Concept maps are rubbish

For many years, I have given the following advice to students who are preparing for an exam.

“There are two ways to revise; answering questions or turning information from one form into another. Both mean that you have to process information in some way. On the other hand, reading your notes or just copying them out can be done without really thinking and so these aren’t very effective.”

I don’t know what I based this advice upon, other than my own intuition. I was quite late to education research, as I suspect many teachers have been. So I was particularly interested when in 2013, Dunlosky et. al. published their findings about the most effective study strategies. Testing was in there – and that was the main message that seems to have come out from the various articles and blogs that have been written on the back of this paper (as an aside, it is also worth mentioning the recent debate as to whether testing works equally well for complex items as it does for simpler ones).

Rereading and similar strategies, such as highlighting, were found to be ineffective. However, the report is more ambiguous when it comes to my advice about, “turning information from one form into another.” By this, I meant making revision notes, flashcards or posters and Dunlosky et. al. found that ‘summarising’ had low utility because many students don’t do it very well.

One information processing strategy that is particularly popular amongst educational researchers and some teachers, and that is not directly addressed in the Dunlosky et. al. study, is the notion of constructing ‘concept maps’.

Concept Map for Energy produced by NASA - Public Domain

Concept Map for Electricity produced by NASA – Public Domain

I speculate that concept maps are popular because they apparently mirror the ‘schema’ that psychological theories propose for the way that information is organised by the mind. You might expect that constructing a concept map of an area of study would require you to rehearse the different relationships between the concepts and so remember and retrieve that information better.

Which all sets the scene for a fascinating piece of research conducted in 2011 by Jeffrey “Testing Effect” Karpicke and Janell Blunt. They compared testing-based study strategies with concept map construction. In all of their experiments, testing was superior. This was true even when the final test – the “post-test” which we analyse to determine the effect of the experiment – required students to construct a concept map. So concept mapping is not even the best preparation for concept mapping.

This is quite a clever experimental variation because there is a general principle in education research that students tend to learn what you teach them. So, with a cunning experimental design, you can bias the results. If you read much research you start to see it everywhere. For example, imagine you were comparing an inquiry learning approach to gravity, where students perform experiments with balls on ramps, make hypotheses and so on with an explicit approach that teaches them about gravity. If your post-test focuses on hypothesising, results tables and so on then you’ll get a different outcome than if your post-test contains physics questions.

So the fact that Karpicke and Blunt found that testing beat concept maps under conditions most suited to concept maps is significant. However, one objection was raised; the students in the study had little experience in concept mapping and so perhaps they were not doing it very effectively.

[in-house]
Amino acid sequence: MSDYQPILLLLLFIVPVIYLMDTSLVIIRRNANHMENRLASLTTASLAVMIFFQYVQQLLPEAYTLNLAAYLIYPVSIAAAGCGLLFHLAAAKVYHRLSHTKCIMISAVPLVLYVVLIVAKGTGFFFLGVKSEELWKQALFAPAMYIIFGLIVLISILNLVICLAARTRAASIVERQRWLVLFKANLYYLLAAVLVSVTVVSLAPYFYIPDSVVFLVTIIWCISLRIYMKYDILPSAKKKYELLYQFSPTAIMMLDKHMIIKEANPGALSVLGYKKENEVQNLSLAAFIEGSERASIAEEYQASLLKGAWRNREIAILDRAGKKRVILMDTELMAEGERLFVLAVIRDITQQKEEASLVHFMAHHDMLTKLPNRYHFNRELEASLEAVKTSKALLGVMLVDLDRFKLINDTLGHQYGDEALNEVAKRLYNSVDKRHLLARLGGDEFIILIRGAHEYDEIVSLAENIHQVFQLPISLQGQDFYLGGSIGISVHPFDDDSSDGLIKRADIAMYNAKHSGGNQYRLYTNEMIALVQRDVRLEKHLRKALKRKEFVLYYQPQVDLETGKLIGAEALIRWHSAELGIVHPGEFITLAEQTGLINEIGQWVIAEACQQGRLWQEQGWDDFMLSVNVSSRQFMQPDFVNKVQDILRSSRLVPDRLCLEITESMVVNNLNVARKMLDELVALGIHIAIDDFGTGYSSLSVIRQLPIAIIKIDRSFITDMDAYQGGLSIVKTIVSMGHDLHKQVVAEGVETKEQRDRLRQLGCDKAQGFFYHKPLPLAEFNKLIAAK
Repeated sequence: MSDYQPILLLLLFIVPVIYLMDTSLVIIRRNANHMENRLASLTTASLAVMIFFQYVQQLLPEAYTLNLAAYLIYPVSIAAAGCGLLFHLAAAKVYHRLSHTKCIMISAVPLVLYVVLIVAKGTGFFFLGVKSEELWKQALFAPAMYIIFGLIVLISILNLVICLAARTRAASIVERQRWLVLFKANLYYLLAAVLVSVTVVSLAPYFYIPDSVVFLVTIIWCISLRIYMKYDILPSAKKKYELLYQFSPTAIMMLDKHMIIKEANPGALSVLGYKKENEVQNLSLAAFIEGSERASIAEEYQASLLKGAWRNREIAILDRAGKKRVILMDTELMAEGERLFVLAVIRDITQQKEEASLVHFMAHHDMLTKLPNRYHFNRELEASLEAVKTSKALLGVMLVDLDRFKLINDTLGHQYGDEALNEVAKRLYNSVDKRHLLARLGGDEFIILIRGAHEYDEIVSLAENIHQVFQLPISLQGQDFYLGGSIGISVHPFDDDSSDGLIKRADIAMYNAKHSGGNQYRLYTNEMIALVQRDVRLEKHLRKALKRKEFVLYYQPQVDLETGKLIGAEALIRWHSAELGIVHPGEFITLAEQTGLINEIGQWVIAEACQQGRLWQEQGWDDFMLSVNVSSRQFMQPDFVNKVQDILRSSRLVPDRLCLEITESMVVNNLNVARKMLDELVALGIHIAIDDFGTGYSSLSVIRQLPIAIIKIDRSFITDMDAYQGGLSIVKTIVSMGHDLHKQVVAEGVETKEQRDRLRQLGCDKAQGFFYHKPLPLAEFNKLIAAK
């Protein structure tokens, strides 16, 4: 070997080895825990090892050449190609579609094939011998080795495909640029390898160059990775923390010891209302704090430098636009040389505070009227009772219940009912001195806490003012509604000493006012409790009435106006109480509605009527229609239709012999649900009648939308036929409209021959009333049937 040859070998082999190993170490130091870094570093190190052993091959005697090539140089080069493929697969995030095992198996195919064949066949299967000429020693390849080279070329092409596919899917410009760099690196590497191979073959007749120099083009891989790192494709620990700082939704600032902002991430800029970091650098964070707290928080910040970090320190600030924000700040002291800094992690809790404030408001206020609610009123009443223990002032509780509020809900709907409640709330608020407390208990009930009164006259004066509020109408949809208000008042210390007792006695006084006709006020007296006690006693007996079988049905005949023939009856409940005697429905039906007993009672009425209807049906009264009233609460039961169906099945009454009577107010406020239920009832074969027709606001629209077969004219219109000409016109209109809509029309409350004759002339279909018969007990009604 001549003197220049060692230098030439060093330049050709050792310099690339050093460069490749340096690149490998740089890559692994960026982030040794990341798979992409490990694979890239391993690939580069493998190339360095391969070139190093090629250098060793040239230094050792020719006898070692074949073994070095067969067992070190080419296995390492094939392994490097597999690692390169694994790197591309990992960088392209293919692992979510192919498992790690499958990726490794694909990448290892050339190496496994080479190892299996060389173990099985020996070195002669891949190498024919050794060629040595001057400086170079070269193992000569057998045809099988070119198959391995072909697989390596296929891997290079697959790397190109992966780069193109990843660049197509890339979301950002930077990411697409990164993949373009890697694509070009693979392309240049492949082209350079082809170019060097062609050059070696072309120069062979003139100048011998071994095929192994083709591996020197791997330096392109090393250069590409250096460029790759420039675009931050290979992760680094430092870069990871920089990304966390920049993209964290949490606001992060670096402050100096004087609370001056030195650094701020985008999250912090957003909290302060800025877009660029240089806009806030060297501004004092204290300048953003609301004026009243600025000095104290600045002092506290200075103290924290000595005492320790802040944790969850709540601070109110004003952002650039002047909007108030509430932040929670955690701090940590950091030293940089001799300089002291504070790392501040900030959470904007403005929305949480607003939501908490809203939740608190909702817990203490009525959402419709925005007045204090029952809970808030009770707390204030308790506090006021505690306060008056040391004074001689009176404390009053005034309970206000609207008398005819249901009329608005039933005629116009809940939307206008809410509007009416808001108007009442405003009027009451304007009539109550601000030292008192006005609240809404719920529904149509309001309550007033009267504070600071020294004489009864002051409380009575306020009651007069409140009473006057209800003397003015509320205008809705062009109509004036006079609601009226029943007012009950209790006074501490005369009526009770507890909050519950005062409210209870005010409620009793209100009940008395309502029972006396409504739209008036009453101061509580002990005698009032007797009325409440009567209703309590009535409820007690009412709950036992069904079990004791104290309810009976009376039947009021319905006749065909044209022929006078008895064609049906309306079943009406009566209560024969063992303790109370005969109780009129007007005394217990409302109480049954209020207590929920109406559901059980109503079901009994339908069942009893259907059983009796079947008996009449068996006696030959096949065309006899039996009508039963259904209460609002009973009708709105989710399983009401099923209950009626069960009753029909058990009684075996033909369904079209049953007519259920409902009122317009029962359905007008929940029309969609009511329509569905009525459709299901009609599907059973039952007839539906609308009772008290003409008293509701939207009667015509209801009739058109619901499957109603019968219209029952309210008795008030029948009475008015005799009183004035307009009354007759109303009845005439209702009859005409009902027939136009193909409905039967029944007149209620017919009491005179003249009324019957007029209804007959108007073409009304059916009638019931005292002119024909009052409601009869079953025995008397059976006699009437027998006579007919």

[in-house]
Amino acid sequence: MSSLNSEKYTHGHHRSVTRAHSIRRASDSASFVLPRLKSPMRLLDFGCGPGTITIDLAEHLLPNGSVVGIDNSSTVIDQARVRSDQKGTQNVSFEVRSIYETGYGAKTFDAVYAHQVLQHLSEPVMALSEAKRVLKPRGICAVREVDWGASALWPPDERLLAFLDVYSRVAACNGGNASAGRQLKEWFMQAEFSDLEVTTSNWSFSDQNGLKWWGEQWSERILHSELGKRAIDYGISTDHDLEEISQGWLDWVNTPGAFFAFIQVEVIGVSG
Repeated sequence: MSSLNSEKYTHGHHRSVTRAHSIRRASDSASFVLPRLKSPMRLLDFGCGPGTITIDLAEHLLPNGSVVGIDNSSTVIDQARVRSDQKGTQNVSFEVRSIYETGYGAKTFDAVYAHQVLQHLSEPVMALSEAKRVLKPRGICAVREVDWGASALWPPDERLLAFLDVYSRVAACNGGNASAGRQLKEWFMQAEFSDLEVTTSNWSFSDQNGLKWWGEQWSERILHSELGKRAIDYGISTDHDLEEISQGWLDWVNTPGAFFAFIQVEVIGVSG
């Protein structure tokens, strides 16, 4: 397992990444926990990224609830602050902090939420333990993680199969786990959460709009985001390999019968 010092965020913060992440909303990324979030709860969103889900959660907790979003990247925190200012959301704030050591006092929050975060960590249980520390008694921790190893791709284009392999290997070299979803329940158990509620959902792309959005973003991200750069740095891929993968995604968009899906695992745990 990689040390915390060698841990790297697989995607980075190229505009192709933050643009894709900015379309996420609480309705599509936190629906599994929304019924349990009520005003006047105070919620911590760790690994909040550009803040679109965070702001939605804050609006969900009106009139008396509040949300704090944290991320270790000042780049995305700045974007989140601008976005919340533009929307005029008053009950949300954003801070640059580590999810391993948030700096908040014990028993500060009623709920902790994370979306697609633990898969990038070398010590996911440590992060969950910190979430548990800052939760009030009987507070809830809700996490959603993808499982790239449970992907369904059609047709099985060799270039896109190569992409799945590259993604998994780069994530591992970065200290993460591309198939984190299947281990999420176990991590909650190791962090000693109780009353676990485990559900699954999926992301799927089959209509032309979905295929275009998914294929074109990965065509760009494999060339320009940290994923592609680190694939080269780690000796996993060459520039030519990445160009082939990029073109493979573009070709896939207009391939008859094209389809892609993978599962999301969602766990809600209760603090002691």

Fortunately, we now have a 2015 replication of the Karpicke and Blunt study which also deals with the experience issue. Lechuga et. al. conducted their study in Spain and essentially found the same as Karpicke and Blunt. Crucially, they also assessed students who had prior experience with concept mapping. Retrieval was still more effective than concept mapping for this group, although by a smaller margin.

This illustrates how educational research should work. We have a replication and we have variations to the experimental design to take account of different explanations and hypotheses.

On this basis it is clear that investing time and resources in concept mapping is the wrong choice. It may be better to advise your students to test themselves and answer trial questions instead.


15 thoughts on “Concept maps are rubbish

  1. This is an interesting article, but does it really tell us anything useful? Any teacher worth their salt surely uses a range of delivery and embedding methods during a curriculum lifespan, including different methods of preparing for and using assessment as a key learning tool.

    Please keep these research commentaries coming, but let’s also remember that much of the research only serves to present interesting angles on what we already know and use effectively.

    • stan says:

      I suggest Nick read Super Forecasters. While the title may seem unrelated the history of medical science and the resistance by doctors who knew what they were doing is very relevant.

      It also covers the psychology of over confidence. You know, we are all better than average drivers. It’s abnormal not to have it when it comes to what we care about most and we are drawn to those that have more than most. The book provides a great study in how to combat it.

      Anyone who says we already know what is optimum and do that should ask themselves how they know and how they update that reliably. With limited time a shotgun approach of using a range of methods is not obviously a good one.

    • This is a reason why education research should be made more freely accessible: researchers often have to answer the “usefulness” question before they publish (or before they even run an experiment/get funded) and they speak directly to the question *in the paper*, while providing references to related work addressing related questions.